What is customer experience? One of my favorite quotes over the last 10 years actually came from a Disney executive. Disney is obviously a company very focused on customer experience. And that quote was, “Nobody owns the customer, but somebody can always own the moment.”

In a business-to-business company like a dealership you can get into these almost religious debates about who owns the customer. Is it that sales team that went and initiated that first relationship and got it going? Is it the product support team that day in and day out takes care of the customer and builds that loyalty? It’s not as easy now as it was back in the day when Titan Machinery CEO Dave Meyer was out delivering equipment truck. Then it was, Dave owns the customer. That’s it.

Another example of that is with these iconic brands that we have. Does the brand own the customer because they’re so integral to the relationship that we have with our customers?

I challenge you to think about this: What if it’s not about owning the customer, but it’s really about owning that next moment that we have with the customer, to win them and keep them. What do we have to do in that next moment?

That challenges us to go beyond our traditional product and product support model and start thinking about other touch points that we can have with customers and how we sharpen our interaction with customers at every step. Here’s a simple example. A farmer, maybe it's even an operator out on the job site, hears a sound that isn’t quite right with his tractor. He makes a phone call. Somebody comes out. Maybe it’s a job site supervisor or a technician on site comes and does a little bit of hasty diagnostics. He says, “I think it might be this.” He makes some phones calls. Gets it into the shop. Has to order some parts. Has to swap out a machine. Get it back up and running to get the work done on the job site or out in the field.

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Now, the thing about this story is we could be involved in all of those steps, or we could be involved in none of those steps. And in many cases today, thankfully, we get involved. We get in. We help that customer solve their problem. We build loyalty. We go from there. Of course it doesn’t always work that way.

So, how can we do more and be more? We can anticipate better and be  step-by-step in that customer lifecycle so we're never left out and we’re always adding value to the customer. Ours has really always been a relationship business. It’s one of the things I love about the industries that we serve. We’re doubling down to make sure that we’re delivering those industry-leading experiences moment by moment across that lifecycle.

So, what that means functionally within Titan is we’re pulling together marketing and information technology, data and analytics, solutions like precision to make sure we’re getting the benefit of the latest technologies, to pull those together and get this done.

Branding Matters   

The brands Titan Machinery partners with are critical to our success with our customers. According to Interbrand, a global brand consulting firm, strong brands will outperform their peers improve shareholder returns by 20-30% or more. Consulting firm McKinsey Co. has said that in B2B in particular, 20% of the buying decision can be based upon the strength of the brand.

That’s even more important in our industry because of the heavy investment that needs to be made. Because of the complexity, the expertise that’s required to support those machines as we go, and ultimately, the desire to reduce risk. Brand is critically important in how we go to market and build and grow our market.

Knowing this, we’re further strengthening our Titan brand. To become more relevant to customers in each one of those moments, but then also to our employees, to our business partners, and to the investment community and making sure that we’re clear on what we can help accomplish with each one of those stakeholder groups.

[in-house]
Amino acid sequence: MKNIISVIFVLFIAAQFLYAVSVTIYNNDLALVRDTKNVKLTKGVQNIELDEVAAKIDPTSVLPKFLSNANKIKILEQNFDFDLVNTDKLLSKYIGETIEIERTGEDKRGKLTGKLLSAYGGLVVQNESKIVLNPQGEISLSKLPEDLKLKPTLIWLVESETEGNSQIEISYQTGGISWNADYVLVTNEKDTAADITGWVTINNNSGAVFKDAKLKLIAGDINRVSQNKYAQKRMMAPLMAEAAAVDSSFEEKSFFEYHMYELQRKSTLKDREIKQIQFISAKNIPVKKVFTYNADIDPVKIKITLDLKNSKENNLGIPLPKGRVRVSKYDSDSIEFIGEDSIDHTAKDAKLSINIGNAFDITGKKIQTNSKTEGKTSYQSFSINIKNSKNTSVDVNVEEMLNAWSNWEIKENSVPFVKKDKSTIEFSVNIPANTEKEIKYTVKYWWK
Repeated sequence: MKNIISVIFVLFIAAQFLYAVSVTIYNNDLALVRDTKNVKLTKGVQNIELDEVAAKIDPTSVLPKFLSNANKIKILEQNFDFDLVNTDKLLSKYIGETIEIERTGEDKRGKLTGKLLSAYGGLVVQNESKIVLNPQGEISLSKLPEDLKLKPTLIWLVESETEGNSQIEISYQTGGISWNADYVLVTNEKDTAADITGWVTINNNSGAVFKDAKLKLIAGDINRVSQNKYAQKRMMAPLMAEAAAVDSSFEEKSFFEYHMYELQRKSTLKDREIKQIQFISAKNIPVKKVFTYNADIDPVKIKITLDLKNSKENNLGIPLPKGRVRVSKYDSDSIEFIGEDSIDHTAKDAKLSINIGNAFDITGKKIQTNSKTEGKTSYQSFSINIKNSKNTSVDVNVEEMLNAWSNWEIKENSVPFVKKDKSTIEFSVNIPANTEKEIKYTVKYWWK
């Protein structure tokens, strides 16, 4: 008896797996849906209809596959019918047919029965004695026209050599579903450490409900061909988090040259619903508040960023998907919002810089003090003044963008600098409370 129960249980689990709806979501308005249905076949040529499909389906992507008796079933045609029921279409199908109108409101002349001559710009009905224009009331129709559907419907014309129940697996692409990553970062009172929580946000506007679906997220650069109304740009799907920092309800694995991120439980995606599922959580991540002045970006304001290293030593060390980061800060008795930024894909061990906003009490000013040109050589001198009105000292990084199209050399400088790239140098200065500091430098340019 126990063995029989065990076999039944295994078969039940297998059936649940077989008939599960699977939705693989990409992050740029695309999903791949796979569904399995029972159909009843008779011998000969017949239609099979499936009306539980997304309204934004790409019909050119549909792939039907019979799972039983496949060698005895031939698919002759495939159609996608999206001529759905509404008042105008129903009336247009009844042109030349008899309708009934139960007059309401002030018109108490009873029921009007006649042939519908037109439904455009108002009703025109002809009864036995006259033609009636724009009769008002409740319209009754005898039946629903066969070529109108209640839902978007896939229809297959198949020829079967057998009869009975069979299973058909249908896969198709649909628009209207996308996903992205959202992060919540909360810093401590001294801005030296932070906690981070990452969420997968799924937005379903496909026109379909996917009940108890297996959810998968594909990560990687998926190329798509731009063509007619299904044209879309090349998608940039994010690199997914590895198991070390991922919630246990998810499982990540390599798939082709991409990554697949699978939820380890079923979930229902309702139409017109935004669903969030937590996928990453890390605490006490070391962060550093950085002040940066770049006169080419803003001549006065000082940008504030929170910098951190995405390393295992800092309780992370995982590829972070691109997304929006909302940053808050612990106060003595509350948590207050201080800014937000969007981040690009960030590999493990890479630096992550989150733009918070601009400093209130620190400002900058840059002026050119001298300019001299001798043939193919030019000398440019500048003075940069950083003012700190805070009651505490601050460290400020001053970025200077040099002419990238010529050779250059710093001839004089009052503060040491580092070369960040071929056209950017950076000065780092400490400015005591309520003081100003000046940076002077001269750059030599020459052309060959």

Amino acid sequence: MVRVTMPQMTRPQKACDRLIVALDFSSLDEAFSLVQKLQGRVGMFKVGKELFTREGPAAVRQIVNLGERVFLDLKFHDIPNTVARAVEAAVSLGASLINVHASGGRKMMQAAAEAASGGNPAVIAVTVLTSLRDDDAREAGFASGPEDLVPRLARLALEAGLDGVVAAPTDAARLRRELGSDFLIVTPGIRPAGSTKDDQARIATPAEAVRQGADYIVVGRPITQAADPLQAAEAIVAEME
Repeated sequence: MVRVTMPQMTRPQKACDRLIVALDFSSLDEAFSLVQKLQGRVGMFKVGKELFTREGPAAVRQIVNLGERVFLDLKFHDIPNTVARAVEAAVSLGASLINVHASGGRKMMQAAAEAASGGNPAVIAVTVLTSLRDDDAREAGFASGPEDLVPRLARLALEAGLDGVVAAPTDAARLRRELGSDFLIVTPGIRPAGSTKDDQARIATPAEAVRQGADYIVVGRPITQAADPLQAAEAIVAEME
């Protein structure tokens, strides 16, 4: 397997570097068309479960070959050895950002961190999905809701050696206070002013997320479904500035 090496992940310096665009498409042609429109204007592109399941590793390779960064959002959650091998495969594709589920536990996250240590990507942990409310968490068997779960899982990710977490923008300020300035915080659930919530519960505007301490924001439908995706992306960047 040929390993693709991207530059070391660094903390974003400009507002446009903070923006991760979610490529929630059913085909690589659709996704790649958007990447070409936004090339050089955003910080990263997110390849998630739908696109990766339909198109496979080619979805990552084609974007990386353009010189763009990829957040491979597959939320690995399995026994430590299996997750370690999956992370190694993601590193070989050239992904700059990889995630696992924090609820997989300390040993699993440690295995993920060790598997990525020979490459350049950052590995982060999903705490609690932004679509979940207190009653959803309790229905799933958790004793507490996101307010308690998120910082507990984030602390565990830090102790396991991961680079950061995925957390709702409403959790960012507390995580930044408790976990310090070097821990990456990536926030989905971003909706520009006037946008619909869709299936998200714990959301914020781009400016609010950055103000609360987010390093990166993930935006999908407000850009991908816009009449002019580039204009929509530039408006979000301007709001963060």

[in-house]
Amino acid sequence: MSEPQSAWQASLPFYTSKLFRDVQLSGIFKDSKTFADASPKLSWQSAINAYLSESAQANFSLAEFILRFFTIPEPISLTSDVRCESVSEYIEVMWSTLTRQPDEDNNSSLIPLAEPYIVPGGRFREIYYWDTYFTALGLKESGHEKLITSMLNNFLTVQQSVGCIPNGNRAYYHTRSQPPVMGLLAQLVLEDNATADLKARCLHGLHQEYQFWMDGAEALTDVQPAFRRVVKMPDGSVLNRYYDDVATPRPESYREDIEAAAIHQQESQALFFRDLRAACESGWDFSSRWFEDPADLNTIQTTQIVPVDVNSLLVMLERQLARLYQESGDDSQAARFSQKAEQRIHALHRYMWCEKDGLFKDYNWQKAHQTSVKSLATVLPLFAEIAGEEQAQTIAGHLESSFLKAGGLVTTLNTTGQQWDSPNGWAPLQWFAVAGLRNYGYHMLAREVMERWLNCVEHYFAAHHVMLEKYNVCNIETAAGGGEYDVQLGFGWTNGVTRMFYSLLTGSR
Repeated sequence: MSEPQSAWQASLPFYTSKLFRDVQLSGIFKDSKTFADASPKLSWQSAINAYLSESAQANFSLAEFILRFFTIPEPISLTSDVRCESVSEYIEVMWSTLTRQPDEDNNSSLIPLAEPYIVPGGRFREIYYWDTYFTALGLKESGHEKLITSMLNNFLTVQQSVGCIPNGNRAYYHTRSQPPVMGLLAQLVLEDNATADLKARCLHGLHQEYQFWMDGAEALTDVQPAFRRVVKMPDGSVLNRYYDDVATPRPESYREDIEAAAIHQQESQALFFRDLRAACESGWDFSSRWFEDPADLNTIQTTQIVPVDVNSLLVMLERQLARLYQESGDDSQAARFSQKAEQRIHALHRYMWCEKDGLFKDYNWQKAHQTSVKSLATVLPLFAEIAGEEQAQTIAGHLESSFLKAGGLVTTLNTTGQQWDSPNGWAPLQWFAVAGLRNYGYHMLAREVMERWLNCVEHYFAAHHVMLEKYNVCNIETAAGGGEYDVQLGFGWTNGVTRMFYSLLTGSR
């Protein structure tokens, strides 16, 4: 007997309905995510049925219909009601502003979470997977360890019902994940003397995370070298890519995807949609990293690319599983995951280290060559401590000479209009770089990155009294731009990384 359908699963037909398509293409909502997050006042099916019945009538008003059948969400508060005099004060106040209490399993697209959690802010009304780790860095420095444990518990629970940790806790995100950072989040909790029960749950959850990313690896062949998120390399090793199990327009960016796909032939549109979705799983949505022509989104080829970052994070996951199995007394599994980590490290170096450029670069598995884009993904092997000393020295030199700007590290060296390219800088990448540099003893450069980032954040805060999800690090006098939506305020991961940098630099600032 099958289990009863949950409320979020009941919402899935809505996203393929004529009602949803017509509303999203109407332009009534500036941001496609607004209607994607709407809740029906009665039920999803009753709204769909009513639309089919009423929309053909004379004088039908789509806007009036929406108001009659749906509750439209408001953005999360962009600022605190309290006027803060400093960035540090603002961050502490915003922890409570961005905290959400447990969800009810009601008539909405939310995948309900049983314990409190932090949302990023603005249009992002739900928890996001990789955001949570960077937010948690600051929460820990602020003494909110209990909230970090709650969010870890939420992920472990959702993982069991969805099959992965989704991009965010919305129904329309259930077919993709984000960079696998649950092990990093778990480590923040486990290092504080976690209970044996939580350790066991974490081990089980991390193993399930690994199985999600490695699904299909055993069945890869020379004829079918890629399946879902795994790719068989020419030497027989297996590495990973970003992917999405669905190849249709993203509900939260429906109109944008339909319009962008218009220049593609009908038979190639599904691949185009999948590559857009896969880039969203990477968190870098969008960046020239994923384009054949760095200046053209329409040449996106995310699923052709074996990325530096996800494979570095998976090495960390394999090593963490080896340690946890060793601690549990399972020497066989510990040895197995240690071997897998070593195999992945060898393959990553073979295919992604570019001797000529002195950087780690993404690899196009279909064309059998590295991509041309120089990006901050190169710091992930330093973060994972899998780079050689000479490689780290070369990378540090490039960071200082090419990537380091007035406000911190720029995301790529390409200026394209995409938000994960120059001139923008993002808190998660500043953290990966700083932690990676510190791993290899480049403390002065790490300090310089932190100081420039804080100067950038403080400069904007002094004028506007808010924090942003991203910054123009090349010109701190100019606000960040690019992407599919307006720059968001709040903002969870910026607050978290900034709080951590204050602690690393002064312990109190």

In our industries we need to continue to deliver the reliable power. It’s horse-powered breakout force and drawbar pull. We can never get away from that. So, we need to be able to deliver that, but at the same time we need to ensure that customers understand that they’re getting the best technologies integrated with those machines, supported by an expert team to keep them up and running as they go.

Ultimately, one of the themes you hear coming through is the old guy in the tractor, right? How do we simplify that for our customers? With the technology getting increasingly complex, it’s not just our role to solve the problem; it’s our role to make it easier and easier for that owner or operator to get the work done and to run their business.

That’s the task that we have in front of us. That’s the promise that we’re making with our brand. And again, that promise is first of all, to our customers, and then also to our employees, business partners and the broader investment community.

More Than a Tagline

Now, the hard part is that it must be more than a tagline. Ultimately, this is a commitment to deliver that customer value, create the brand loyalty and generate the growth for Titan Machinery and those key stakeholder groups. But, in order to do that we need to understand where we are in that customer’s lifecycle, whether a customer is purchasing a piece of equipment or are out in the field operating it, whether they’re managing that fleet day in and day out or running their business, where can we add the most value step by step through that process with our customers.

In addition to the customer data that we collect as we go day to day and the customer feedback that we get along the way, we’ve also completed research with Buyer Persona Institute to improve our understanding of why customers buy, how they buy and what those decision criteria are.

This, ultimately, gets us to those moments across that lifecycle that really matter the most to our customers. Those customer touch points where we need to engage and serve customers and differentiate ourselves from the competition. We all know the horsepower alone isn’t going do it anymore. And it really hasn’t for some time. We need to create a bigger gap between the competition and us.

The sum of all those moments, those interactions that we have, adds up to the customers experience with our brand. And then ultimately, that’s the loyalty that we’ll have with them for future growth and the future value that we can deliver.

It comes down to three important ways that we’re focused on multiplying these key moments. First of all, we’re connecting data from several sources to create better insights that can help a customer operate better. Secondly, we’re integrating our systems, our ERP systems, our business intelligence and automated marketing tools to generate more and more relevant interactions with our customers as we go. And third, we’re exploring new ways of adding value as an input to other functions on the farm and on the job site and then also by creating new capabilities altogether.

New Ways to Create Value for Customers